Undocumented immigrants appeal to ideals
For most of us, this is a time of political cynicism. The politicians are rotten and our system is failing. Immigrants know political cynicism; many of them come from countries that can make even less claim to practicing justice and equity than George W. Bush’s United States. But nonetheless, their movement aims to speak to this country’s ideals. Many signs and speeches demand that the United States demonstrate its best characteristics, not its worst. They insist over and over: “You are a nation of immigrants; don’t you remember your ancestors came here poor and hungry?” “How can you treat us as less than human?” “Don’t you understand we are really just people, like you?” They wave the U.S. flag hopefully.

A bumpy road ahead
If the emergence of the immigrants is indeed the new civil rights movement, like the last one it is not going to make gains without struggle. It is easy to see some obstacles ahead. I’ll list a few:

  • Lofty goals: as David Bacon and Nativo Lopez point out in an important article on the marches, “people are ready and willing to fight for the whole enchilada.” Winning it all, amnesty for all the undocumented, may be more than can be achieved in the short term. Can the movement find strategies and tactics to carry through an ongoing political process marked by repeated fights?
  • Divisions by country of origin: in some places, immigrants from different countries worked together well on May Day; Chicago seems to have been a successful example of cooperation. But in others, especially where there are huge Spanish speaking, mostly Mexican-origin, populations, Latino nationalism could overwhelm immigrant unity.
  • Divisions by immigration status: many of the “reform” schemes now in Congress would create a multiplicity of legal statuses based on time in the country, ability to document work, ability to pay fines, etc. If some version of these passes, will the group on the legalization track abandon the remaining, and still arriving, undocumented population? Experience says no, because in real life the new arrivals will have family ties to the “legals,” but divisive pressures will grow.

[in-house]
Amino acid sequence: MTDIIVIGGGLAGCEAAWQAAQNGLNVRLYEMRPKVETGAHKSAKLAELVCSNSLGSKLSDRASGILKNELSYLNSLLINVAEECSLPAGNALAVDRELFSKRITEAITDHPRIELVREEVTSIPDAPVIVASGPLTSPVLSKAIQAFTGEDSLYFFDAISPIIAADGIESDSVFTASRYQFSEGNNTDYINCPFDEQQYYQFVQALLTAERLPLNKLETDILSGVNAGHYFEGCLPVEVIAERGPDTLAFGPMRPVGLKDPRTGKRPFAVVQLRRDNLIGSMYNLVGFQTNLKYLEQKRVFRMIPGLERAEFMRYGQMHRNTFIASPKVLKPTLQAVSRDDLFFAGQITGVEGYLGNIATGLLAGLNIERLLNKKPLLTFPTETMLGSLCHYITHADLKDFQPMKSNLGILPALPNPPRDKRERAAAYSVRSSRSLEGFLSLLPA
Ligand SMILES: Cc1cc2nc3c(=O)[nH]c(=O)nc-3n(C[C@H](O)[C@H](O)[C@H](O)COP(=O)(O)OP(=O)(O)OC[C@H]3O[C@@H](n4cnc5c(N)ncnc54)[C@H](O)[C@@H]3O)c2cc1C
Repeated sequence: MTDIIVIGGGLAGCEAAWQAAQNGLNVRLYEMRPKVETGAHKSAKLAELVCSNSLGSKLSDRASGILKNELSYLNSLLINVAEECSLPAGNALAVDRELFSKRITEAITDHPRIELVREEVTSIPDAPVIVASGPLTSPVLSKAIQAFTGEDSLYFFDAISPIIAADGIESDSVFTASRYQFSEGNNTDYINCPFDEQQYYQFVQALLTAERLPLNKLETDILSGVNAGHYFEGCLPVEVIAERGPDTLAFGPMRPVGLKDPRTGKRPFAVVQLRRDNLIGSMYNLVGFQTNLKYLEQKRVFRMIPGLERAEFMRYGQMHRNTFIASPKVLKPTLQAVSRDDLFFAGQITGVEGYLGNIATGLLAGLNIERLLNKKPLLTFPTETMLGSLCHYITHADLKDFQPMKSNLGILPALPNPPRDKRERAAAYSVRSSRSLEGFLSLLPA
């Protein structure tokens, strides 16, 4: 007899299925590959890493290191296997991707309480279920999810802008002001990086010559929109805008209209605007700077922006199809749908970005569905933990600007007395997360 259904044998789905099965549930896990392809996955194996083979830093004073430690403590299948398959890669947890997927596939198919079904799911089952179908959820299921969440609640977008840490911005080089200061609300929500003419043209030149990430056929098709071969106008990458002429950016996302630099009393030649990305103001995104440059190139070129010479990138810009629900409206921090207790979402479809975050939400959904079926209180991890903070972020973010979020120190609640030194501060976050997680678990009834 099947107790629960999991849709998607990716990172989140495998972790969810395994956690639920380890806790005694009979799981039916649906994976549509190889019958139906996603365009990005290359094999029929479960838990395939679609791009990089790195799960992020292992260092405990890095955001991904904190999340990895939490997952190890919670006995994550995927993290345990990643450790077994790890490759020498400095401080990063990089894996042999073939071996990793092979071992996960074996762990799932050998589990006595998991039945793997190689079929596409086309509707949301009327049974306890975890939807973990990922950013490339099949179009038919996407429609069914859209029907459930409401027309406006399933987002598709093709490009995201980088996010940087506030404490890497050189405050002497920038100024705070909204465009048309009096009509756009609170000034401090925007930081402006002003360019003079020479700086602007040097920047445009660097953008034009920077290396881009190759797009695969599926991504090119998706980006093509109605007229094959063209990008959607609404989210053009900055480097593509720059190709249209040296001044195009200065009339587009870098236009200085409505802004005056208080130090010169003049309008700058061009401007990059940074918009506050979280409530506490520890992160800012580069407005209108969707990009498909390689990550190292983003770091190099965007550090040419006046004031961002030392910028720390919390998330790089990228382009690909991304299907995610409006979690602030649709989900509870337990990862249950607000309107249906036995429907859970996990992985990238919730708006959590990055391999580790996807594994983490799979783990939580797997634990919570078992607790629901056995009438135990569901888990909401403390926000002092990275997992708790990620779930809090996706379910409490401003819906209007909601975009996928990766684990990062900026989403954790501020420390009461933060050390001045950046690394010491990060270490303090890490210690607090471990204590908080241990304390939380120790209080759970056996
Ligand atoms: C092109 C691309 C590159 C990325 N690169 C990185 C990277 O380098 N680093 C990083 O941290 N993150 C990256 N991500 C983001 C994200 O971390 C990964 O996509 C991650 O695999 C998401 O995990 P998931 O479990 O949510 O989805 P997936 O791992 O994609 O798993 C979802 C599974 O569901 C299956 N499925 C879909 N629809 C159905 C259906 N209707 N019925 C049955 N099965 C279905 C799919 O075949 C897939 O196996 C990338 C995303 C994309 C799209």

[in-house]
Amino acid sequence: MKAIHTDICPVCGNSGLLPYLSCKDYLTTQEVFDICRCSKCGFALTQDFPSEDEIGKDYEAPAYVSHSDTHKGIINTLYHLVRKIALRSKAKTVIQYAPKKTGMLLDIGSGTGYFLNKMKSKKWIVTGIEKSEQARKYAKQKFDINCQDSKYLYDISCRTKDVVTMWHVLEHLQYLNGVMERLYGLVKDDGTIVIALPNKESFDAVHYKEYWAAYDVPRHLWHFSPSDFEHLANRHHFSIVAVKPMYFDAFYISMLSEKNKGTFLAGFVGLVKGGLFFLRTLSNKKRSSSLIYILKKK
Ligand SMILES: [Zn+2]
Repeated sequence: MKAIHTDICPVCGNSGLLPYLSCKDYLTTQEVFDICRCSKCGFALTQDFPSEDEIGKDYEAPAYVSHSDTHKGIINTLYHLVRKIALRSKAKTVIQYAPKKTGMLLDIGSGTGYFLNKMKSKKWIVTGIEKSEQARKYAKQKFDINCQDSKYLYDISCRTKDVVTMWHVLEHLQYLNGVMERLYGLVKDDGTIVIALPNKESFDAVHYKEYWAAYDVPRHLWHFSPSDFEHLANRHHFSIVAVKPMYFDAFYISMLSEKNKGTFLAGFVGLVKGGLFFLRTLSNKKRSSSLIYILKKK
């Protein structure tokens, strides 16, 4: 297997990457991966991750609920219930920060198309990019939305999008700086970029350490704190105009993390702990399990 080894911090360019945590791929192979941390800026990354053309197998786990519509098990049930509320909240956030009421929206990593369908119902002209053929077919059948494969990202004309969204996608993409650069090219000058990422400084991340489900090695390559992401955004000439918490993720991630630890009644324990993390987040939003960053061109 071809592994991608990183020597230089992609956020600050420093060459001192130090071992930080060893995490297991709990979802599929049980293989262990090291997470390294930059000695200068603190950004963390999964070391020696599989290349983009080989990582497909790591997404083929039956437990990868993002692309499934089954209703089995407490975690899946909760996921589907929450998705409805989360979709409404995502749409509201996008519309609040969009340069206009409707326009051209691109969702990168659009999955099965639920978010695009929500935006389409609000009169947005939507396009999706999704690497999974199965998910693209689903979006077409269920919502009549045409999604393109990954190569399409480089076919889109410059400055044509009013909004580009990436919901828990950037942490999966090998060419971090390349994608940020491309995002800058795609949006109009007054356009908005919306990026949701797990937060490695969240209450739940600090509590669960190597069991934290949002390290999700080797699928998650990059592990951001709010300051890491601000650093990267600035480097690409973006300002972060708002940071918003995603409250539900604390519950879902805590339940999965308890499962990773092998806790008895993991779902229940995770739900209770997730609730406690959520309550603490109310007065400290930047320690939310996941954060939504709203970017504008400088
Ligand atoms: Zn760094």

• Leaders: anyone who saw these marches has to believe that the leadership exists in the immigrant communities to accomplish huge tasks. They’ve done it. But that functioning leadership is not, mostly, in the professional immigrant advocacy organizations, especially those in DC and especially those in the Democratic Party. Before the immigrants took to the streets, most of those in “respectable leadership” were open to various “reform” compromises coming out of Congress that would create a “guest worker” status that amounts to slave labor and “legalization” for only a minority of the undocumented. The leaders from the streets need to get into the mix with the professionals, if not completely displace them.
  • Pulling up the ladder behind them: When does an immigrant stop being an immigrant? Historically, people have come to the United States, suffered as part of an exploited underclass of workers, gradually gained economic stability, won education and assimilation for their children, and then looked down on the next set of immigrants. Or, more succinctly, the objective for most immigrants has been to leave an immigrant identity behind and become “regular Americans.” Can a civil rights movement be based in a population whose individual members are always striving to escape the group? Globalization and the disparities in wealth between north and south suggest that the incoming flow is not likely to decrease regardless of what kind of wall the U.S. builds on its borders. But can a movement be sustained with a changing cast of core participants? I guess we’ll see.